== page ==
A transgender tenant says she was sexually harassed by her real estate broker and denied an apartment for being trans will receive tens of thousands of dollars under an order by the city's Human Rights Commission.
Under the order by the commissioner on human rights, Giana Desir will receive $50,000 in damages. The broker, Henry Walter, and his company Empire State Realty Management will also be required to pay $25,000 in penalties—more than double previously ruled by an administrative judge.
"I know a lot of my friends who could not get apartments even though they were able to pay for the apartments because of their gender identity," Desir, who was elated about the case when she found out, told Gothamist.
"I hope this creates an even playing field for us. I hope this opens people's eyes in hiring transgender women," she added.
In late 2015, Desir was denied a lease renewal by her landlord two years after she began her medical transition. As her hunt for a new apartment was coming up empty, she met Walter, a real estate broker of Brooklyn-based Empire State Realty Management. He was "jovial" in phone conversations with her, until they met in person, according to her testimony.
But Desir says that when the broker realized she was trans, he told her he couldn’t rent her anywhere near “people and children” and suggested renting her a space in a basement. Walter made harassing comments towards her about her transition, sex life, and genitalia and said he would “spank [her]” with his ruler," according to Desir's testimony. Desir further testified that Walter couldn’t tell others that he had helped her find housing because people would assume he "let [her] suck [his] dick.”
"All this has been about was the fact that I was so devastated when I was looking for housing and it appeared that I was going to be homeless and the only thing I was doing wrong was being who I was," said Desir, a Carnarsie resident who works for the Gay Men's Health Crisis (GHMC) center as a counselor.
Desir said Walter told her that he was allowed to discriminate against her because she's transgender—misunderstanding that human rights law covers race, sexuality, and gender identity.
"He really pushed me over the edge in wanting to do something. I was really, really depressed. I was devastated," she said.
Working with the Brooklyn Legal Services, Desir went to the commission, who filed a complaint against the broker and his company in 2016.
"It is understandably damaging for someone such as Ms. Desir to have their gender identity—their deeply-felt sense of self—questioned, rejected, and sexualized, especially when in a vulnerable housing situation and having experienced the accumulated impact of past discrimination from others," Commissioner on Human Rights Carmelyn Malalis wrote in an order dated March 2nd. "The specific harm perpetrated against Ms. Desir is a reflection of the all-to-common experiences of transgender people, especially transgender women of color, that society has tolerated and ignored for all too long.”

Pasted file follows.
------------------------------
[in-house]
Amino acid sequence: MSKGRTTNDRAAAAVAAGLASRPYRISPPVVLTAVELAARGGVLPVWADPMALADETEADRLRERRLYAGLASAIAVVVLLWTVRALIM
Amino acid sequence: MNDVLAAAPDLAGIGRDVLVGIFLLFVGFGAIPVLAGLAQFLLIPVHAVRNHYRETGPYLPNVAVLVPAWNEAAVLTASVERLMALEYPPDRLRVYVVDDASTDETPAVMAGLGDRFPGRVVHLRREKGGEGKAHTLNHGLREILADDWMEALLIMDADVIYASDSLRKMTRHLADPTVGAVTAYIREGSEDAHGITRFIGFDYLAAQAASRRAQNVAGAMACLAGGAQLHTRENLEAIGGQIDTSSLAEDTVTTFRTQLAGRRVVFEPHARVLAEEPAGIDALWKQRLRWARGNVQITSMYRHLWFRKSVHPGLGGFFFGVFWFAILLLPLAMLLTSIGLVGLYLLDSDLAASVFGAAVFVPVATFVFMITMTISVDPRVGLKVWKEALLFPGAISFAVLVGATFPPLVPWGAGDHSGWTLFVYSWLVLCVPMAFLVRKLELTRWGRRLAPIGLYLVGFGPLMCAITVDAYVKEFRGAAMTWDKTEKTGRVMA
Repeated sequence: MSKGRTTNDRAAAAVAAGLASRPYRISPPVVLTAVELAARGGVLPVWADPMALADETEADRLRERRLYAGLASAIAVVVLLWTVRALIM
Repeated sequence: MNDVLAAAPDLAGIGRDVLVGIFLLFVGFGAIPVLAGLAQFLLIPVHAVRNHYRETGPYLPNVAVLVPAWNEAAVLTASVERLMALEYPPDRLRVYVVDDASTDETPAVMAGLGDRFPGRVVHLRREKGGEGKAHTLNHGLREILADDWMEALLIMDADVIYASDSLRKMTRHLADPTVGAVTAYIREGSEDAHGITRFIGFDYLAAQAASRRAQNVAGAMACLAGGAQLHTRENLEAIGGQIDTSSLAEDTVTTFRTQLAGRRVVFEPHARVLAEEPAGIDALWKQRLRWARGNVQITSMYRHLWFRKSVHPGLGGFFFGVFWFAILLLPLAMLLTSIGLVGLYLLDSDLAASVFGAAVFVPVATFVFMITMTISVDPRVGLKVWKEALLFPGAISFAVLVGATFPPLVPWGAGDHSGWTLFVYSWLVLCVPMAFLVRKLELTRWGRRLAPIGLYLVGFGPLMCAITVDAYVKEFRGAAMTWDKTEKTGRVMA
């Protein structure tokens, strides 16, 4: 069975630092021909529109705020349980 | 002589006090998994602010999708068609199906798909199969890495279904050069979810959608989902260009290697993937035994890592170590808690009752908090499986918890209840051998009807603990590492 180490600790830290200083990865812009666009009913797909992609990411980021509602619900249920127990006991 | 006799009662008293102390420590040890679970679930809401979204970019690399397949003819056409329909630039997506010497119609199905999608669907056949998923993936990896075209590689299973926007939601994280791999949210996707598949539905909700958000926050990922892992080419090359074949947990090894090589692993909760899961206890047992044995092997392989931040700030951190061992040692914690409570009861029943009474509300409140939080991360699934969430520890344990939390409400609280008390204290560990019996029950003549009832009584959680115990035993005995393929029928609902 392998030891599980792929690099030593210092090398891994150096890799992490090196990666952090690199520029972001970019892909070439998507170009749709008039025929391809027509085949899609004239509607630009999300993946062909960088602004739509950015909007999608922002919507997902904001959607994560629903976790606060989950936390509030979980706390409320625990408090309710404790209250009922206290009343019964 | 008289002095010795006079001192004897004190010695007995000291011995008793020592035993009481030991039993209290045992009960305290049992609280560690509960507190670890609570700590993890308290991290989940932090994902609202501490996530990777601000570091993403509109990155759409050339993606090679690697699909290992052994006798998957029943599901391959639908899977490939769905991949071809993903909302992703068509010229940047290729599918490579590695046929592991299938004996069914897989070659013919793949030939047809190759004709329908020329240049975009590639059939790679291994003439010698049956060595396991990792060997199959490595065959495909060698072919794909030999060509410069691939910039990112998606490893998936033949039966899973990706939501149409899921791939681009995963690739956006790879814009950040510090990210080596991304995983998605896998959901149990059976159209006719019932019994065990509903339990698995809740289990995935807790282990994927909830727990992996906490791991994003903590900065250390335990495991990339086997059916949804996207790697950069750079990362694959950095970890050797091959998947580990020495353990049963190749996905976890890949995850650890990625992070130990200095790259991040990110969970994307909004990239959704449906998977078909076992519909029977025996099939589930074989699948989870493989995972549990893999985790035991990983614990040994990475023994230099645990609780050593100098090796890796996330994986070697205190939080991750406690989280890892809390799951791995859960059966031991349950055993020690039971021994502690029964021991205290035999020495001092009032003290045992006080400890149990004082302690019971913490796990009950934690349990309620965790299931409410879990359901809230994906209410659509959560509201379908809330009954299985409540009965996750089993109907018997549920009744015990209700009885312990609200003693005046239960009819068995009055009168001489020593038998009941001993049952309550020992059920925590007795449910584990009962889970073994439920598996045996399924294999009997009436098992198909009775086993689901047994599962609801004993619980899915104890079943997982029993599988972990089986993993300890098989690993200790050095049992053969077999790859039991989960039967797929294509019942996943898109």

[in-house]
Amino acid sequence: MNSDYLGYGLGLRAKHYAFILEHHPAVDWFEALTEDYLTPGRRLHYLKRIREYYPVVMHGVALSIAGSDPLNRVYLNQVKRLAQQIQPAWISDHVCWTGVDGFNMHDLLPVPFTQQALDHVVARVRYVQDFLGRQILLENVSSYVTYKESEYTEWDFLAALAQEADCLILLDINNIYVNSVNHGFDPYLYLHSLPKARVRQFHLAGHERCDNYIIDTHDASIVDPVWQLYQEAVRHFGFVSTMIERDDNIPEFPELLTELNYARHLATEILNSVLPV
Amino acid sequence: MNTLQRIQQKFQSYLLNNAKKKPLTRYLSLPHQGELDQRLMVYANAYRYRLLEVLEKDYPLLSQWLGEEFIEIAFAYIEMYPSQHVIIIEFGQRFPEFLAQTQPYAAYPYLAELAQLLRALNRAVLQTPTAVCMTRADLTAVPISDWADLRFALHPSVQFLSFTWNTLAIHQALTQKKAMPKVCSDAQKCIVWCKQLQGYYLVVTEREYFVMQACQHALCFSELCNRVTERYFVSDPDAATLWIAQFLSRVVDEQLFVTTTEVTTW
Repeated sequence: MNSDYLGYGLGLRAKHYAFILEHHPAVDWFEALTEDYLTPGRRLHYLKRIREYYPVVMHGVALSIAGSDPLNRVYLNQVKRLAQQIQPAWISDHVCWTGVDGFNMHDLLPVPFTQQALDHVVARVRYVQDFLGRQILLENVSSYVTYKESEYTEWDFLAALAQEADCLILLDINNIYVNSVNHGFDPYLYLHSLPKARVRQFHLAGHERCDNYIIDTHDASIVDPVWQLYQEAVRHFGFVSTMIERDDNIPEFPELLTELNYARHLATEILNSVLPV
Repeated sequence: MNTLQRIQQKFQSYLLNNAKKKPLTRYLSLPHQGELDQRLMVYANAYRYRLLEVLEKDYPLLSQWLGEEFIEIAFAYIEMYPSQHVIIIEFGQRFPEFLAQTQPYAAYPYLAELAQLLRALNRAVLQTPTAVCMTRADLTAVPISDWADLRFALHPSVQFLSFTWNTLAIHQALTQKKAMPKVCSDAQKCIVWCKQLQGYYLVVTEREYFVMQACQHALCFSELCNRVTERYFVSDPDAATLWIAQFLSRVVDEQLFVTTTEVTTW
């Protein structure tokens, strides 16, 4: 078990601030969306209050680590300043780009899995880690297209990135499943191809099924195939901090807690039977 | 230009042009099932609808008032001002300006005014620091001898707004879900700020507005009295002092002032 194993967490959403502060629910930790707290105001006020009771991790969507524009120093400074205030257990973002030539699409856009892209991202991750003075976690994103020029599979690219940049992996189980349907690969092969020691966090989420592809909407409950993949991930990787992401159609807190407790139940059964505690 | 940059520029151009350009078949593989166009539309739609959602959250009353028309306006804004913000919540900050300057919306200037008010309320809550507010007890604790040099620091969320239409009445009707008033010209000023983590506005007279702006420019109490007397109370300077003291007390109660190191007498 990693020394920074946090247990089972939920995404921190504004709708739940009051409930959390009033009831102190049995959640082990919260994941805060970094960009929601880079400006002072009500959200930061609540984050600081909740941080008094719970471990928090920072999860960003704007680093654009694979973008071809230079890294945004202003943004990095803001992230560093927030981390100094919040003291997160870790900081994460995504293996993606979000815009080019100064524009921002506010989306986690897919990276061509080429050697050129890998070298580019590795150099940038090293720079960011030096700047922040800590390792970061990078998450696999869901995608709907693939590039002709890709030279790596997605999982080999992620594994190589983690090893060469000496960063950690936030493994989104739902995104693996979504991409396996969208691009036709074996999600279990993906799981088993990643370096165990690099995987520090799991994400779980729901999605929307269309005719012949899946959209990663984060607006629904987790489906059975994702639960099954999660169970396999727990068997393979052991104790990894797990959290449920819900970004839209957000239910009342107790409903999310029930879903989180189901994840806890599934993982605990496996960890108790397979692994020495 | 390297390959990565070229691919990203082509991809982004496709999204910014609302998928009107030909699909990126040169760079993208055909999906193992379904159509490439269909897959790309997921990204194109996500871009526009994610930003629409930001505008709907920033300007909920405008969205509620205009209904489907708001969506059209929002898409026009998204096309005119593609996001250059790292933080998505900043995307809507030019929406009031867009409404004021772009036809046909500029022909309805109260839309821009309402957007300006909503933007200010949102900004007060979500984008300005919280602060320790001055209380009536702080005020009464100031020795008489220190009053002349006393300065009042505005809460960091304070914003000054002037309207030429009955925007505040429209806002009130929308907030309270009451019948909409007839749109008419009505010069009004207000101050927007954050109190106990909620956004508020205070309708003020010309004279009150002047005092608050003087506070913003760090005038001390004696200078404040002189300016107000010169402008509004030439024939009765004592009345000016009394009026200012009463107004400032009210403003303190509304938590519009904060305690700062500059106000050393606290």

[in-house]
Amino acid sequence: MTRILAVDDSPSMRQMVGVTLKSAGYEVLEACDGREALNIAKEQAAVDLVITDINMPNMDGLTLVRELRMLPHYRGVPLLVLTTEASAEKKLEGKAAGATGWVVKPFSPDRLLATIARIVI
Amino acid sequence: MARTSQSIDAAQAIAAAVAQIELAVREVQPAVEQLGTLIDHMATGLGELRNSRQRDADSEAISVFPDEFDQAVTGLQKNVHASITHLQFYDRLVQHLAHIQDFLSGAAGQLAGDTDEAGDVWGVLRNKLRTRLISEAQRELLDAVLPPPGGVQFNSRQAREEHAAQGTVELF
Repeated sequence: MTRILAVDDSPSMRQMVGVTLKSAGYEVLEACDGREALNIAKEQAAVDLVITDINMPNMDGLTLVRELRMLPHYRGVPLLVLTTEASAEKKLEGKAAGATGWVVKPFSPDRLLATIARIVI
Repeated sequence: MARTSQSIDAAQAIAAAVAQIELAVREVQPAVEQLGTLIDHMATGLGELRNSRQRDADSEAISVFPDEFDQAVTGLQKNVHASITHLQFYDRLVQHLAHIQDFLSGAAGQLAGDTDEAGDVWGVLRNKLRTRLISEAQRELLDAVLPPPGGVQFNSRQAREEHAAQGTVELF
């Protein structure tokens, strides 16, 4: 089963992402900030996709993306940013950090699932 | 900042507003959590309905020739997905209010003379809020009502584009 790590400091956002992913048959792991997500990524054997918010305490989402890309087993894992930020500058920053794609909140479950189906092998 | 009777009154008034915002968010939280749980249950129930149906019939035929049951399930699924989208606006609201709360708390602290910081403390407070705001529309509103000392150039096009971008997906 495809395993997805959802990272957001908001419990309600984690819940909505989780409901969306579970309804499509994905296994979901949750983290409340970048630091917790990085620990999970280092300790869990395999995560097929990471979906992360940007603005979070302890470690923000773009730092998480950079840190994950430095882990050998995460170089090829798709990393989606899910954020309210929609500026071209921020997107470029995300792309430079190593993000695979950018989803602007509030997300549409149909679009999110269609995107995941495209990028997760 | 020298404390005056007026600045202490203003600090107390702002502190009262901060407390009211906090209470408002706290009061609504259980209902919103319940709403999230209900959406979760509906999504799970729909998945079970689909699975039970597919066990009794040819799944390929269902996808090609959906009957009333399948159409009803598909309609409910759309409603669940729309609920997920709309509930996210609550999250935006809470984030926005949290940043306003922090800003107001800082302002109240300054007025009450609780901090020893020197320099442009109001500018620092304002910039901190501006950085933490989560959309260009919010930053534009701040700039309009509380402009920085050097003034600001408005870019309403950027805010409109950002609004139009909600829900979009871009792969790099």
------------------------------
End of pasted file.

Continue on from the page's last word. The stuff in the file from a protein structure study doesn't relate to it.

The commission hopes the decision could have broader implications for future gender identity discrimination cases—speeding up the process and setting a legal precedent for how the city's Human Rights Law should be enforced.
"Having a decision on the books that lays out what these protections are very clearly makes it much easier for us to prosecute similar claims in the future because we can say, 'Here is a published decision and order that says you cannot discriminate against people who are trans, or gender-non-conforming—on the basis of anyone's gender identity, you cannot discriminate against them,'" Assistant Commissioner Katherine Carroll told Gothamist.
Most cases lead to settlements, according to Carroll. Since 2018, the commission has issued more than $570,000 in damages and $45,000 in civil penalties regarding gender identity cases (including Desir's case).
Walter and his company did not formally engage with the commission throughout the trial, which weighed into the decision, according to Carroll. His penalties could be reduced to $15,000 if he undergoes a series of discrimination, transgender rights, and sexual harassment prevention trainings, an audit of his company's policy, and other measures that require him to engage with people in the trans community through a mediated process that the commission would oversee.
"There are bad actors in the city who think they can get away in not engaging when they receive a complaint of discrimination and think it'll just go away," Carroll said. But this case shows the city will collect the money and "takes it very seriously," she said. She encouraged others who experience gender identity discrimination to report it to the commission.
Gothamist could not reach Walter or his company for comment.